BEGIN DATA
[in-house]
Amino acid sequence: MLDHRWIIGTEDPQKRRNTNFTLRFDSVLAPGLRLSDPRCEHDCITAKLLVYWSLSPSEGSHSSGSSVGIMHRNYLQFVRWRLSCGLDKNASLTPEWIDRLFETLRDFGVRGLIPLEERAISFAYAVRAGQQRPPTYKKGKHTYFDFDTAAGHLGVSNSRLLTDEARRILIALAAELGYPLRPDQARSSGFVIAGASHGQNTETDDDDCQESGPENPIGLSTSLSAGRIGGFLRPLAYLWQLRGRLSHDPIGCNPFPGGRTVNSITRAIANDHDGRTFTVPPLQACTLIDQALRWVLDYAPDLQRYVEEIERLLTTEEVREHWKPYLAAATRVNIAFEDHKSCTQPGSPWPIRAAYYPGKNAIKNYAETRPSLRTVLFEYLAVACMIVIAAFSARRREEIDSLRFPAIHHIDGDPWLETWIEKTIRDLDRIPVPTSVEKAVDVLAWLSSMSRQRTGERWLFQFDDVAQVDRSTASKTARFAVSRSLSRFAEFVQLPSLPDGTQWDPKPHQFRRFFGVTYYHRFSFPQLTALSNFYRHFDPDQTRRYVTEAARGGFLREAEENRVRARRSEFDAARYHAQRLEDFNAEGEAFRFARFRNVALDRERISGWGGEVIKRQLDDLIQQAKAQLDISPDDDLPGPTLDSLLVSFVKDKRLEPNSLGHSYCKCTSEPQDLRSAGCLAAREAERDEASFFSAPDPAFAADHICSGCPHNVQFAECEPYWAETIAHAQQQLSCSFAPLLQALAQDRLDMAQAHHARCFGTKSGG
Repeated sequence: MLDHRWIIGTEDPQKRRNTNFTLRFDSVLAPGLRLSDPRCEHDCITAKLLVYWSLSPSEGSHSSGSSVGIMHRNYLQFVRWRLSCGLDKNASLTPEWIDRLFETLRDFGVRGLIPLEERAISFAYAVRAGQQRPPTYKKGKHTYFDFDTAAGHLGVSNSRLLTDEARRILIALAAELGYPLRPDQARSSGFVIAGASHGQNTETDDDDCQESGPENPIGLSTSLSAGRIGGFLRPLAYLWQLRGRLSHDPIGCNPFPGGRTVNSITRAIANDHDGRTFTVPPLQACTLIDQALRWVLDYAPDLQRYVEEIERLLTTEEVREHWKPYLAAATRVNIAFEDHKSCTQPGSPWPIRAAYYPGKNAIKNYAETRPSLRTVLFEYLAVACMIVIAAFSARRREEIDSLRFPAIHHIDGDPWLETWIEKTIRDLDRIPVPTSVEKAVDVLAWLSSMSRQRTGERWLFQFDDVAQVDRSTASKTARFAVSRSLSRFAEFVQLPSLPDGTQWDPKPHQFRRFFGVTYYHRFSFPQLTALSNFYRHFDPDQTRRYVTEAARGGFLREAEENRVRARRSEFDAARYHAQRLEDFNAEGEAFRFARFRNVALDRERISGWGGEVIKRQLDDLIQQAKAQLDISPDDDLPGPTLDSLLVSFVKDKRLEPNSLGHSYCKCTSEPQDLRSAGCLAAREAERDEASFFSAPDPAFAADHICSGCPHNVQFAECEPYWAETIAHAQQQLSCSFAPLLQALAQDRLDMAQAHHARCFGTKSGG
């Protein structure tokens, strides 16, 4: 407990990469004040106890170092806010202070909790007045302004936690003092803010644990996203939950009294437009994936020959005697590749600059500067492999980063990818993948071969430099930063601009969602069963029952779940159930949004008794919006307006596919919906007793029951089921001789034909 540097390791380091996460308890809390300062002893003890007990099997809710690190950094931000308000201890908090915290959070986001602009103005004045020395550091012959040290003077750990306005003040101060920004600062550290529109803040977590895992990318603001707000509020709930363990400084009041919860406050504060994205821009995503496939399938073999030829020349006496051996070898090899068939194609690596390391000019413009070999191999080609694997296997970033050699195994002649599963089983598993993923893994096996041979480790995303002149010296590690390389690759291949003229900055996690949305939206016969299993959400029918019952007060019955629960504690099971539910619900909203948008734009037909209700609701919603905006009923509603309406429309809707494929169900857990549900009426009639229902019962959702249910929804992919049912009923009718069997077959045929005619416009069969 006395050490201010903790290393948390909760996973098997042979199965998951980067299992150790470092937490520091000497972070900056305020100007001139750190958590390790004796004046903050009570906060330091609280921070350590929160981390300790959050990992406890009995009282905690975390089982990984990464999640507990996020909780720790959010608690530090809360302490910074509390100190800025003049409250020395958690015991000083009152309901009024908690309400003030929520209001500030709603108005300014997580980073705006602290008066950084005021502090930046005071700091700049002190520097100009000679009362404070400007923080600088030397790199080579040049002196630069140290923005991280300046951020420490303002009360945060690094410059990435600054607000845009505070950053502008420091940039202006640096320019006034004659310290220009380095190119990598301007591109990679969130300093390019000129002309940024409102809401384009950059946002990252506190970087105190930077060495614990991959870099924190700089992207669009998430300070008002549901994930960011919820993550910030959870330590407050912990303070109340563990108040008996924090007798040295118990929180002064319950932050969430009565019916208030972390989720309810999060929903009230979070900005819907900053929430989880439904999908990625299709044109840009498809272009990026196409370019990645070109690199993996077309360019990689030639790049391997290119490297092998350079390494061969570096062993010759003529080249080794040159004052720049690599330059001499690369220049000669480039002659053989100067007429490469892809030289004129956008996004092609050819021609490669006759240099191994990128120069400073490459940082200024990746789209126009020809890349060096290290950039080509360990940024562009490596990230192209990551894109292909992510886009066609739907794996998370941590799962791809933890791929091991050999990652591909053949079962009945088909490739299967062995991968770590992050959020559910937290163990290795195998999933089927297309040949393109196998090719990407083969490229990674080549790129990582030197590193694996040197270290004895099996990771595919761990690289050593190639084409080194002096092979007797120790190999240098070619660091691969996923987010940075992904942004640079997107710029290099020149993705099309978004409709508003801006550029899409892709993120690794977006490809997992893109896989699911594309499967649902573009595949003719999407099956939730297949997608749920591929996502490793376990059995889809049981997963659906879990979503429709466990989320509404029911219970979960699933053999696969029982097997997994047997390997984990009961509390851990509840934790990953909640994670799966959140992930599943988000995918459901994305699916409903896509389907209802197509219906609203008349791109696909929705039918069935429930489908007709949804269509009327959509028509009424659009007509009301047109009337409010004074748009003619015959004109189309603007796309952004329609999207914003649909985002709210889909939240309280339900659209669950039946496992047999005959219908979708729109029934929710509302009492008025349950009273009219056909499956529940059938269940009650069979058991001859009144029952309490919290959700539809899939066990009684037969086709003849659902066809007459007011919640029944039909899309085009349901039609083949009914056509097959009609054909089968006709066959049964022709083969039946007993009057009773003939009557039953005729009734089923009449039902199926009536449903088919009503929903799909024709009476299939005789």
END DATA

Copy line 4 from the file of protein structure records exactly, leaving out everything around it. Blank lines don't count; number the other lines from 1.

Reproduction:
């Protein structure tokens, strides 16, 4: 407990990469004040106890170092806010202070909790007045302004936690003092803010644990996203939950009294437009994936020959005697590749600059500067492999980063990818993948071969430099930063601009969602069963029952779940159930949004008794919006307006596919919906007793029951089921001789034909 540097390791380091996460308890809390300062002893003890007990099997809710690190950094931000308000201890908090915290959070986001602009103005004045020395550091012959040290003077750990306005003040101060920004600062550290529109803040977590895992990318603001707000509020709930363990400084009041919860406050504060994205821009995503496939399938073999030829020349006496051996070898090899068939194609690596390391000019413009070999191999080609694997296997970033050699195994002649599963089983598993993923893994096996041979480790995303002149010296590690390389690759291949003229900055996690949305939206016969299993959400029918019952007060019955629960504690099971539910619900909203948008734009037909209700609701919603905006009923509603309406429309809707494929169900857990549900009426009639229902019962959702249910929804992919049912009923009718069997077959045929005619416009069969 006395050490201010903790290393948390909760996973098997042979199965998951980067299992150790470092937490520091000497972070900056305020100007001139750190958590390790004796004046903050009570906060330091609280921070350590929160981390300790959050990992406890009995009282905690975390089982990984990464999640507990996020909780720790959010608690530090809360302490910074509390100190800025003049409250020395958690015991000083009152309901009024908690309400003030929520209001500030709603108005300014997580980073705006602290008066950084005021502090930046005071700091700049002190520097100009000679009362404070400007923080600088030397790199080579040049002196630069140290923005991280300046951020420490303002009360945060690094410059990435600054607000845009505070950053502008420091940039202006640096320019006034004659310290220009380095190119990598301007591109990679969130300093390019000129002309940024409102809401384009950059946002990252506190970087105190930077060495614990991959870099924190700089992207669009998430300070008002549901994930960011919820993550910030959870330590407050912990303070109340563990108040008996924090007798040295118990929180002064319950932050969430009565019916208030972390989720309810999060929903009230979070900005819907900053929430989880439904999908990625299709044109840009498809272009990026196409370019990645070109690199993996077309360019990689030639790049391997290119490297092998350079390494061969570096062993010759003529080249080794040159004052720049690599330059001499690369220049000669480039002659053989100067007429490469892809030289004129956008996004092609050819021609490669006759240099191994990128120069400073490459940082200024990746789209126009020809890349060096290290950039080509360990940024562009490596990230192209990551894109292909992510886009066609739907794996998370941590799962791809933890791929091991050999990652591909053949079962009945088909490739299967062995991968770590992050959020559910937290163990290795195998999933089927297309040949393109196998090719990407083969490229990674080549790129990582030197590193694996040197270290004895099996990771595919761990690289050593190639084409080194002096092979007797120790190999240098070619660091691969996923987010940075992904942004640079997107710029290099020149993705099309978004409709508003801006550029899409892709993120690794977006490809997992893109896989699911594309499967649902573009595949003719999407099956939730297949997608749920591929996502490793376990059995889809049981997963659906879990979503429709466990989320509404029911219970979960699933053999696969029982097997997994047997390997984990009961509390851990509840934790990953909640994670799966959140992930599943988000995918459901994305699916409903896509389907209802197509219906609203008349791109696909929705039918069935429930489908007709949804269509009327959509028509009424659009007509009301047109009337409010004074748009003619015959004109189309603007796309952004329609999207914003649909985002709210889909939240309280339900659209669950039946496992047999005959219908979708729109029934929710509302009492008025349950009273009219056909499956529940059938269940009650069979058991001859009144029952309490919290959700539809899939066990009684037969086709003849659902066809007459007011919640029944039909899309085009349901039609083949009914056509097959009609054909089968006709066959049964022709083969039946007993009057009773003939009557039953005729009734089923009449039902199926009536449903088919009503929903799909024709009476299939005789």